Former Indiana basketball coach Bob Knight might be one of the few hoops lovers in America who won’t be paying attention to Game 7 of the NBA Finals matching Steph Curry and Golden State against LeBron James and Cleveland on Sunday night. When he sat down with ESPN radio host Anita Marks at a sports memorabilia show staged by Steiner Sports Saturday at Adelphi University in Garden City, Knight told her, “I never watch the NBA.”
That stunning remark took one topic of discussion off the table, but since it’s an Olympic year and several candidates have taken their name out of consideration for the U.S. team because of the Zika virus in the host city of Rio de Janeiro, Knight was willing to weigh in on that subject. “It won’t be just the United States, there will be a world-wide hesitancy to go there,” Knight said.
He suggested the International Olympic Committee should consider choosing the four best sites in the world to host the Summer Olympics and then rotate between those sites to improve the planning.
Of course, Knight is especially proud of the U.S. gold medal team he coached at the 1984 Olympics in Los Angeles that included Michael Jordan and current St. John’s coach Chris Mullin.
“When I coached, it was in Los Angeles,” Knight said. “There isn’t anything quite as satisfying as beating the best in the world at home. I developed tremendous respect for Michael Jordan. I’m not sure I’ve ever been around anybody that wanted to win more or worked harder than Michael Jordan.”
Having said that, Knight said there’s a difference between being the best player ever and the most valuable player of all-time. “When somebody asks about the greatest players in history, I start with Bill Russell,” Knight said. “More than the best player is the MVP, and the MVP in the history of team sports is Bill Russell. Nobody won more than Bill Russell (two NCAA titles at San Francisco, 11 NBA titles with Boston).”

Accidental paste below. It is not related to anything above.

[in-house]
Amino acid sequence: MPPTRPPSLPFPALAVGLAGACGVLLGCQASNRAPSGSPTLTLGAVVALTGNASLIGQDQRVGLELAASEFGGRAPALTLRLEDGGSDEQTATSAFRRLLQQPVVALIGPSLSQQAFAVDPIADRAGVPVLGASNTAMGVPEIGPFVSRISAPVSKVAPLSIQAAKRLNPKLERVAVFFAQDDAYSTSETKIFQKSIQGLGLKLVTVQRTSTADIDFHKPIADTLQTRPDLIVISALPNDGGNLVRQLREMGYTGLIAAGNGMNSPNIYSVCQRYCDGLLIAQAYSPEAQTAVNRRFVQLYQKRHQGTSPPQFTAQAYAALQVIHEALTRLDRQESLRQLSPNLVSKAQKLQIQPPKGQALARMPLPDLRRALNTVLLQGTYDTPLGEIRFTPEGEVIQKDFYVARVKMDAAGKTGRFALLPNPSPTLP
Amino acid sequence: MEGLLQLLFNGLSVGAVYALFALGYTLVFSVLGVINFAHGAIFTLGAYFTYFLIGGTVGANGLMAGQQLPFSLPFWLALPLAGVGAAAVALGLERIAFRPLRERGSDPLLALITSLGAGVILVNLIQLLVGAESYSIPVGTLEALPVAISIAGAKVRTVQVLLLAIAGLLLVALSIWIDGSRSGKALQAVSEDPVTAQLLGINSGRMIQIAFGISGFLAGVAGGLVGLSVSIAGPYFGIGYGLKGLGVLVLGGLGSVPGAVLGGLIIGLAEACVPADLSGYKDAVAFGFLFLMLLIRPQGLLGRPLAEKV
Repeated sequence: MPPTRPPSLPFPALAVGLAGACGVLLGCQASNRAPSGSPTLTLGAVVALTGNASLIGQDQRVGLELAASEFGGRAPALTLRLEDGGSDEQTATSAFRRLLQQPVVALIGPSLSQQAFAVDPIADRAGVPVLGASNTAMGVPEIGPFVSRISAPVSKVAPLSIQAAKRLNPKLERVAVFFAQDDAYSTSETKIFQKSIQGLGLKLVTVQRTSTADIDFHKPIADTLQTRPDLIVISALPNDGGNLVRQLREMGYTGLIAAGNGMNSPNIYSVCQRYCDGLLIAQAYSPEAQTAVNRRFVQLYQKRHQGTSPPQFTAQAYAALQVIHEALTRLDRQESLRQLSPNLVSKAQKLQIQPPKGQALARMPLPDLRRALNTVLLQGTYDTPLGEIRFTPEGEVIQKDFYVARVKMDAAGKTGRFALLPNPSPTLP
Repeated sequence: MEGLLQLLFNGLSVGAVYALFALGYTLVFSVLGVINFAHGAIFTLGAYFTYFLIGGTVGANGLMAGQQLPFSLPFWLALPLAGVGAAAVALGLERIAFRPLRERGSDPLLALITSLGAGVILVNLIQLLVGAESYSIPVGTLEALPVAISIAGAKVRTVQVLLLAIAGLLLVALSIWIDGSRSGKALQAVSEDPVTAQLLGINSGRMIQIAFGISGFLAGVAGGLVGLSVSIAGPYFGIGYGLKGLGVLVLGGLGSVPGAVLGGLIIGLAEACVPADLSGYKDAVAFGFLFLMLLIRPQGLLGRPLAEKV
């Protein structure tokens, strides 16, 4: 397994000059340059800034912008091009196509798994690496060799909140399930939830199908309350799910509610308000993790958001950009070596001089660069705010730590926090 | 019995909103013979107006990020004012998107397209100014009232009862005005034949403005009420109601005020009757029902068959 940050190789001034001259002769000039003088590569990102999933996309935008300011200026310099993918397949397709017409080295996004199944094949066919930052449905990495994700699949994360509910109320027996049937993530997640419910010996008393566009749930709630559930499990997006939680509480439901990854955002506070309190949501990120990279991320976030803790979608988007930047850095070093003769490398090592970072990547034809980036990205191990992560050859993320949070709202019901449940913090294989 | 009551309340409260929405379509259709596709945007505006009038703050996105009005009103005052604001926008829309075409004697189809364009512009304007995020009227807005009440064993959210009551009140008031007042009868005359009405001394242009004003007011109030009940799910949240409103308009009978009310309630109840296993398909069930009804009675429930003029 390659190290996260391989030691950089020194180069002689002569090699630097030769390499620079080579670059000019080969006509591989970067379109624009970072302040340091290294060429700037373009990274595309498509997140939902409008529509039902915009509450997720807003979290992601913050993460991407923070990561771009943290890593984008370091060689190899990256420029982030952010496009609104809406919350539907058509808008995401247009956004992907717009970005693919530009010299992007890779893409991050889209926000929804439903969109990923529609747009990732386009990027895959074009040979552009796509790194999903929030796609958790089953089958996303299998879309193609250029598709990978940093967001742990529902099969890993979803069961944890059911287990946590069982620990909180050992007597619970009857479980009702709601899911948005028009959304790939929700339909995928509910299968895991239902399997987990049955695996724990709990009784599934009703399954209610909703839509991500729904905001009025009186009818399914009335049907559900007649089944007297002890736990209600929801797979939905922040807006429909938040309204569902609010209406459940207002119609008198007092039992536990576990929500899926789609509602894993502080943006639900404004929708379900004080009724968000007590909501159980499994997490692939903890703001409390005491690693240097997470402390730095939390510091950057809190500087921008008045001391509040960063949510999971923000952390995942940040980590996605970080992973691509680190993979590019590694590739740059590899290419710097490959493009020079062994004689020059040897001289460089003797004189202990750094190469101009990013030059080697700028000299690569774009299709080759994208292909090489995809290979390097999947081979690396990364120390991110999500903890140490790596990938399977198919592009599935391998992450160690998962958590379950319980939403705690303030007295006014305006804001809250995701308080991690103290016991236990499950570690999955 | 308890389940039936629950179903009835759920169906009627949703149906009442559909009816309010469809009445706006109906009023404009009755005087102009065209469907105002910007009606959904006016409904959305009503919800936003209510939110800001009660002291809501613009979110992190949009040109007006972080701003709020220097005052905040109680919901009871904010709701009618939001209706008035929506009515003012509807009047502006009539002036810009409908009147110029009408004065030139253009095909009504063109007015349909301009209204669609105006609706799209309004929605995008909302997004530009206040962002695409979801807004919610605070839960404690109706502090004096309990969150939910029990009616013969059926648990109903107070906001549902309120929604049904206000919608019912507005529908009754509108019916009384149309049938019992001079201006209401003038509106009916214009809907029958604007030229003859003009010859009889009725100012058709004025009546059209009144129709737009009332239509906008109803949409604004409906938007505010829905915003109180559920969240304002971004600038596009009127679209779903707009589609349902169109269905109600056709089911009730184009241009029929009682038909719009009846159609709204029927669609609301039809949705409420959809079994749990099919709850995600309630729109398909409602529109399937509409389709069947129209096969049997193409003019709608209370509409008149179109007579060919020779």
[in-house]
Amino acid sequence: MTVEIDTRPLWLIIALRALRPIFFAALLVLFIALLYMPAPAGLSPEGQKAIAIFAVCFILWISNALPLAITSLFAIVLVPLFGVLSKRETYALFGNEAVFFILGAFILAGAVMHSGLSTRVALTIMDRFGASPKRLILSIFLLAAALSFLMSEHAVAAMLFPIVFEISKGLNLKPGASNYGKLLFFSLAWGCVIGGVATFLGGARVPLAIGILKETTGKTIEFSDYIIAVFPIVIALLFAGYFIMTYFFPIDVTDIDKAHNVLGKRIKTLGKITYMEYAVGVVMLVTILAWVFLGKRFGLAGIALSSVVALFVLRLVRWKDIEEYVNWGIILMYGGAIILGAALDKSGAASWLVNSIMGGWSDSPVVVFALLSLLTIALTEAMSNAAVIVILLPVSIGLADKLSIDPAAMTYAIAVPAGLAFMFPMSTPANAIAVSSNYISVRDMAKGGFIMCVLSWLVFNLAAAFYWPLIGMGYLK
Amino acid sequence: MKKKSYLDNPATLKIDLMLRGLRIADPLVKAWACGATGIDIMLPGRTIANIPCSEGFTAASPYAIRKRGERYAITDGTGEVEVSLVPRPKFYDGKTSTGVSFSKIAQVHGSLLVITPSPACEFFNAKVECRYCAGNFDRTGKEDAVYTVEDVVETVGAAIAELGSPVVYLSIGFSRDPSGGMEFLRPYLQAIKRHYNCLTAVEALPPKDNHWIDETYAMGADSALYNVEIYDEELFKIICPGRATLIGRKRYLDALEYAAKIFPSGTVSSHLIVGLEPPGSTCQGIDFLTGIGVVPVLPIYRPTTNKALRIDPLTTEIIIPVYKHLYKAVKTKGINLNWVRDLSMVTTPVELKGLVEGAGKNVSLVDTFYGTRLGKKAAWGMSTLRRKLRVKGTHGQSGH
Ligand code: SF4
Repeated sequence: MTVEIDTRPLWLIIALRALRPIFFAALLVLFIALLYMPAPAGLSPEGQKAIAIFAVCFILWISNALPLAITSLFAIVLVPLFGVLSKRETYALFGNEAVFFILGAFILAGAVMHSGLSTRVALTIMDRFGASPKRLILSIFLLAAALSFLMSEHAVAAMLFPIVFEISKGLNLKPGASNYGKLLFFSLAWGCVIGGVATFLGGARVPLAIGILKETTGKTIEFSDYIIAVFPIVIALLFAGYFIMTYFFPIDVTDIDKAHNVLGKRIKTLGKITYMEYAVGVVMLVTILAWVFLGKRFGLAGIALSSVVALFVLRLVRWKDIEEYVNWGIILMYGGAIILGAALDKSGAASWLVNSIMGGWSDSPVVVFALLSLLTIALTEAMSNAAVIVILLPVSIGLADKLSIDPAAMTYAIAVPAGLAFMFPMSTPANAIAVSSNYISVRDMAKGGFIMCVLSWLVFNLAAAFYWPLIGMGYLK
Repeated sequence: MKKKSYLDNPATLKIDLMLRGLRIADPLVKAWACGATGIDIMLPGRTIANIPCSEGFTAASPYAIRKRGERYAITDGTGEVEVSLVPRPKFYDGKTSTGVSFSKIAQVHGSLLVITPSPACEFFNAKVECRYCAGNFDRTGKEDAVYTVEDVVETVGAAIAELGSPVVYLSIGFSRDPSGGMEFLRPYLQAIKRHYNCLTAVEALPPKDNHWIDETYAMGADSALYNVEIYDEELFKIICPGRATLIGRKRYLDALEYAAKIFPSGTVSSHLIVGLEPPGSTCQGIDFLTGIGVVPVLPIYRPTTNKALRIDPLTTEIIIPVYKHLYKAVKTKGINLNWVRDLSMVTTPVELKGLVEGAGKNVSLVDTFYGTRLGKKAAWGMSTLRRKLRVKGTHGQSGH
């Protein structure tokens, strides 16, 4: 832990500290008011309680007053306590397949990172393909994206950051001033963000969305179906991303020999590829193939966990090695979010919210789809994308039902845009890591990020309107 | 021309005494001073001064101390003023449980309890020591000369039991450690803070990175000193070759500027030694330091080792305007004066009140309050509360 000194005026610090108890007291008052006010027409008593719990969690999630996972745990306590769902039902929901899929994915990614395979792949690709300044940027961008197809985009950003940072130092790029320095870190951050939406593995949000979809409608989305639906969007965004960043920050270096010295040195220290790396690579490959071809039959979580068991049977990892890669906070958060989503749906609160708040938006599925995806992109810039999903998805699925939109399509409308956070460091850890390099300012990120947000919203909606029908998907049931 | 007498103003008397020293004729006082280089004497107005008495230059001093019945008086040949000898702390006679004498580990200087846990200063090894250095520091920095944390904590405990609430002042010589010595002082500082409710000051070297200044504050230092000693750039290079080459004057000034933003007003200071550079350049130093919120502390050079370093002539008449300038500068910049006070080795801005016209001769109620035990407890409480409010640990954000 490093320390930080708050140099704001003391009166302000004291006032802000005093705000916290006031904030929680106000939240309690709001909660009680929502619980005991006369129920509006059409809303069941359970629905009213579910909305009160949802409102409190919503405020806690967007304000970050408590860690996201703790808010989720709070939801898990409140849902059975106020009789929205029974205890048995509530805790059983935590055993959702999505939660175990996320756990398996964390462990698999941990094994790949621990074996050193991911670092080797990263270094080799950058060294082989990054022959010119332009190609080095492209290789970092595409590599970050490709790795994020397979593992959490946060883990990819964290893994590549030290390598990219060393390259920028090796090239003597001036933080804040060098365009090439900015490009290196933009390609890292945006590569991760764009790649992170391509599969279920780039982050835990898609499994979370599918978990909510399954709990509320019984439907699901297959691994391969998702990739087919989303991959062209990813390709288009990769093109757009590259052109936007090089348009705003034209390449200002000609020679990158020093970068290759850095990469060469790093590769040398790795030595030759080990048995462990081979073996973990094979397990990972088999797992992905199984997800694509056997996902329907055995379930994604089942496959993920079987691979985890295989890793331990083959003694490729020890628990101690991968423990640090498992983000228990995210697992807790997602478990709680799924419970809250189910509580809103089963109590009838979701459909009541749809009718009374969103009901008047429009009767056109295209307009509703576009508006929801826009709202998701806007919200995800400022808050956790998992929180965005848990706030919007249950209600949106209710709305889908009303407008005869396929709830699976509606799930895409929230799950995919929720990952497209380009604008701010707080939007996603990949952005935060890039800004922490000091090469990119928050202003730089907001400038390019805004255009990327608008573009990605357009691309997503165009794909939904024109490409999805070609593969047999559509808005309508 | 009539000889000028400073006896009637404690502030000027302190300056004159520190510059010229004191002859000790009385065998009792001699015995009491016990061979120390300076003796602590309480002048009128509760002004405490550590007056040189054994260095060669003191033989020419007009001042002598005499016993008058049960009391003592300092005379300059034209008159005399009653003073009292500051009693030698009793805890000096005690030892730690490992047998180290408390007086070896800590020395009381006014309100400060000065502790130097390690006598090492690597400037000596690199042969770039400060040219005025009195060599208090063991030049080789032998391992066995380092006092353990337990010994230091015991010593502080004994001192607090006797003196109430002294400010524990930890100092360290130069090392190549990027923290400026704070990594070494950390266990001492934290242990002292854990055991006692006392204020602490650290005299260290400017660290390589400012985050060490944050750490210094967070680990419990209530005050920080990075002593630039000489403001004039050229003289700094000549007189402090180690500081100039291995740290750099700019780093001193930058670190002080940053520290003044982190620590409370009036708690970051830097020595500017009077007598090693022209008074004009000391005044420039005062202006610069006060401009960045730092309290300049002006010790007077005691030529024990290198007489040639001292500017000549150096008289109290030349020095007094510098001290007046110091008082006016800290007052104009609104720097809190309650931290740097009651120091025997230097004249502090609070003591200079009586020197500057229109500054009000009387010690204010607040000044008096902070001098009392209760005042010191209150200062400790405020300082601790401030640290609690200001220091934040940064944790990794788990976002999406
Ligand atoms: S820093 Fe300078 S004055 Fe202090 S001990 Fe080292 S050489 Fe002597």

Maybe Knight watched some NBA games back when Bill Russell was dominating in the 1960s. But it’s never been a secret that he’s not a fan of the NBA game, and so, his disdain for the one-and-done philosophy in college basketball and its impact on the game is evident.
“From my standpoint, I would make it very difficult on the NBA to even have any association with college basketball,” Knight told Newsday. “I think it’s ludicrous the way they take kids away that are certainly not prepared to play.
“I don’t understand the NBA in that, each time they bring in a one-and-done kid, they have to release a veteran player on a roster. I don’t understand why their players association condones that. Certainly, from a collegiate standpoint, the problem for me to think about is: what is the percentage of those kids that leave college that even makes and NBA team? Secondly, once they’ve done that, they can’t ever again play college basketball.”